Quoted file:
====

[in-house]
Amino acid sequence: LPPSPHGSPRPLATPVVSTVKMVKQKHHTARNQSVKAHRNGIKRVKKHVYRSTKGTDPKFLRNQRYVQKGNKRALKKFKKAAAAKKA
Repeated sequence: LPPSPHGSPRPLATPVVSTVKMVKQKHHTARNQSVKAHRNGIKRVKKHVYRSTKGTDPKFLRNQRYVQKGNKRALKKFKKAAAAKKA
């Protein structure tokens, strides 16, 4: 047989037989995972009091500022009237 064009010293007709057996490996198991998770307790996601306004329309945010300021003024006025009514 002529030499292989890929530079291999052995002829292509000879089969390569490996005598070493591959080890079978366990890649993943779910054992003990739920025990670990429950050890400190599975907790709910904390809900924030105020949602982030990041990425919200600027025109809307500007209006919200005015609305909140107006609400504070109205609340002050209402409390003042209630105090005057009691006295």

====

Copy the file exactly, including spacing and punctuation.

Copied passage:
[in-house]
Amino acid sequence: LPPSPHGSPRPLATPVVSTVKMVKQKHHTARNQSVKAHRNGIKRVKKHVYRSTKGTDPKFLRNQRYVQKGNKRALKKFKKAAAAKKA
Repeated sequence: LPPSPHGSPRPLATPVVSTVKMVKQKHHTARNQSVKAHRNGIKRVKKHVYRSTKGTDPKFLRNQRYVQKGNKRALKKFKKAAAAKKA
């Protein structure tokens, strides 16, 4: 047989037989995972009091500022009237 064009010293007709057996490996198991998770307790996601306004329309945010300021003024006025009514 002529030499292989890929530079291999052995002829292509000879089969390569490996005598070493591959080890079978366990890649993943779910054992003990739920025990670990429950050890400190599975907790709910904390809900924030105020949602982030990041990425919200600027025109809307500007209006919200005015609305909140107006609400504070109205609340002050209402409390003042209630105090005057009691006295």